Davis tells Nathan, his priest, that he was going to build a house for the Arc to dwell in, but that same night Nathan had a dream in which God told him to tell David it was not for him to build the house for the Arc, but it would be for his son that God would bring up and establish his throne forever. (Many people miss this today thinking He said it was Solomon’s throne that would be established, and the house which he built would last forever, but that is not what God said. Jesus is David’s son, and His throne has been established forever.)

David went and conquered a couple of nations and defeated many others in battle, but a couple of the nations, God had told them not to war against because they were the Israelites close relatives. David sent messengers to a land whose king had died to console them, but they misinterpreted the gesture and thought that he had actually sent them to spy the land They treated them disrespectfully. When they realized what they had done, they hired a neighboring nation to o to battle with them against Israel and Israel defeated both nations. (God sustains His people against every enemy that comes against them.)

David had a few more victories; then, Satan provoked David to take a census of Israel; which He did not instruct David to do and therefore it was a sin. (2 Samuel says God moved David to take the census. These two accounts of the same occurrence may seem contradictory unless a person has the knowledge of God sending Joseph into Egypt by being sold into bondage by his brothers and God calling Satan’s attention to Job for both of these examples of how He operates. God had an issue with the Israelites going astray from Him, and He needed to pull them back with an active warning of His wrath. He will get His people’s attention today by having or allowing things to happen in, around, and to their lives.) God gives David the opportunity to choose between three punishments against the people of Israel and David choose wisely by having them fall into the hand of the Lord; which is merciful. There were thousands of deaths through this lesson, but God stayed His angel from destroying them completely when David made an altar in an improper place and thereby offered an improper offering. (God will remove some of the things from His people’s lives; including other people in their lives for them to come back to Him in the humility they must possess to be in Him even though they might be scared and not still completely do what He has commanded as He has commanded during this Stage of Life.)

King David now acquires materials in abundance; then, tells Solomon that God said it was him that should build the house of the Lord for God, that he had prepared much substance and that Solomon shall add to it to build the house, and instructed the people to help Solomon to build the housed of the Lord. (David received an exact set of drawings that were a shadow of the heavenly realm, and we received an amazing work to reminds us of what a portion of it looks like.)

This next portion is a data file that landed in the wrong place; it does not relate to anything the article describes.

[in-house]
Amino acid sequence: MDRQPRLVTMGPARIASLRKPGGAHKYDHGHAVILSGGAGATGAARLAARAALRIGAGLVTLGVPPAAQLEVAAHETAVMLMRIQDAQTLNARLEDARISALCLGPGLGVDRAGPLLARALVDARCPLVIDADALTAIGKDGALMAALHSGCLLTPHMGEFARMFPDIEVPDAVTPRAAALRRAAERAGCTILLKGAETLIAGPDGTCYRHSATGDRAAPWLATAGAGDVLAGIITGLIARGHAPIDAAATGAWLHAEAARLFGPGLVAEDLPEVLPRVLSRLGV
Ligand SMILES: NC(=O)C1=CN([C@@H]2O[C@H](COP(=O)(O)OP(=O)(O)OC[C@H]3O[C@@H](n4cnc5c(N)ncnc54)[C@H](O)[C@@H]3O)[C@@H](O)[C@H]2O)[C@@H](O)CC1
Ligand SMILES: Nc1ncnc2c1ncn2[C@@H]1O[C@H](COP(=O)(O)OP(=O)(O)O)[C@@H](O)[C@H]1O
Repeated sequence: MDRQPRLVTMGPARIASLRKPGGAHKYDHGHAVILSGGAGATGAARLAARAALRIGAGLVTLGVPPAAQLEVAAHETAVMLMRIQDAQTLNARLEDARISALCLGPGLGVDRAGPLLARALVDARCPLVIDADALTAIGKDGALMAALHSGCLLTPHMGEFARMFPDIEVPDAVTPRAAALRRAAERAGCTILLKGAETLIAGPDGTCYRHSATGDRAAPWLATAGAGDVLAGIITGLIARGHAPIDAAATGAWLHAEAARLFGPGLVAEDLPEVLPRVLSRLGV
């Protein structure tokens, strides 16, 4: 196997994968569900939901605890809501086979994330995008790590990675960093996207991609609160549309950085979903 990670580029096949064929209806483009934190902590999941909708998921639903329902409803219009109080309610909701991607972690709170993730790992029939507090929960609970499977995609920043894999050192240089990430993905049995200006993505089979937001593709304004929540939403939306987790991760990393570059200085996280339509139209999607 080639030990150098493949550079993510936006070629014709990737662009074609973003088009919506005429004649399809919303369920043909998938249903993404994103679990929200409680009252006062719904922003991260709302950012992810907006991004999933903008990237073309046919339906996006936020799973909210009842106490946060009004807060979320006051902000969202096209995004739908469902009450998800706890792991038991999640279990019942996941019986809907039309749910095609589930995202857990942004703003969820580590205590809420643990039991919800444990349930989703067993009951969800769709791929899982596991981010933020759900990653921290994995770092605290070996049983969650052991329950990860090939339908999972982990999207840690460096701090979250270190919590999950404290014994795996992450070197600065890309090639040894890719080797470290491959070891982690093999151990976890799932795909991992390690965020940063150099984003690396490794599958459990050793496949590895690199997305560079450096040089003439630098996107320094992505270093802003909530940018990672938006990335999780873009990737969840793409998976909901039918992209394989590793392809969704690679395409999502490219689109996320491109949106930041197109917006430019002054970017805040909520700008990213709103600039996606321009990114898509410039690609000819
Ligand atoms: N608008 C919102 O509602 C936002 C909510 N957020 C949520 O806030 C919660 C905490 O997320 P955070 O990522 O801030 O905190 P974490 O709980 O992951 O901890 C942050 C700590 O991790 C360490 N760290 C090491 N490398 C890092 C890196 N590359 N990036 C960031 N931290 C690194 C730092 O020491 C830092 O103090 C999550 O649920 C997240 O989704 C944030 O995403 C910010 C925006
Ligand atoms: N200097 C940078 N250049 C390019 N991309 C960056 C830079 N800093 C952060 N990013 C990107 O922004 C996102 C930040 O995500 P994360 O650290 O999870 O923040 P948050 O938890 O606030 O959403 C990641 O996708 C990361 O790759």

David was now in old age and set Solomon to reign in His place, set the Levites in order by their three tribal leaders into their places of authority and responsibility. (This shows how David was one of the few Melchizedek’s of the Bible. He did not have the proper lineage to be king or priest, but he was both. God sets His people in their positions of His royal family to be priests and kings. David did not choose this but was chosen for it like the rest of His family.)

David now set twenty-four divisions of musicians. The musicians “prophesied” with their musical instruments. (This shows how unknown languages will be spoken through God’s people in various ways to allow them to receive His words as He has them to be understood.) David also set up gatekeepers, treasurers, and officers and judges over the house of the Lord.

The next order of David’s final business was to set up twelve captains with twenty-four thousand men each to serve the king in a one month per year rotation. (This allowed there to be ample amounts of people to serve as a single unit and be certain to “bear fruit every season.” God gives His people a place in the “Body of Christ” to dwell in, and they are to accept the position they have been given so they can supply what has been given to them.)

David brought the Israelite leaders together and told them how God had chosen him the tribe of Judah to lead the Israelites as a nation. He continued by stating once again how God had told him Solomon was to build the temple and install its furnishings. David continued by telling Solomon that God would not forsake him until he had finished all of the work for the house of the Lord. (David apparently knew what would happen with Solomon; because he said until Solomon had finished his work. God has told His people today that He will never leave them or forsake them. It is not only until they finish their work, but an eternal state of unity that He has given to them.)

David gave another opportunity to give an offering, gave praise to the Lord, and had Solomon anointed to be king in his place; then died at a good old age, full of days, riches, and honor; and Solomon reigned in His place. (Even though David was a man after God’s own heart, accomplished a great work and everything else that he did, his physical life ended. God’s people who pass during this Stage of Life go to be with Him, but they did not receive the full potential that He has for the ones who He allows to complete the Process.)

1 Chronicles is written after the time of King David’s life to remind God’s people where they came from and how Judah had risen to power by God choosing David from amongst the people as he was a shepherd, how his life and all of Israel’s journey was not always pleasant to their understanding, and how God had given provisions including the blueprints to build the house of the Lord. This writing allows God’s people to step one step closer to Him in their journey to Complete Peace by the revelations of the simplicity of God‘s leading and how lives completely focused on Him are the best lives anyone could ever live.


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Craig Lightfoot
Complete Peace, Inc.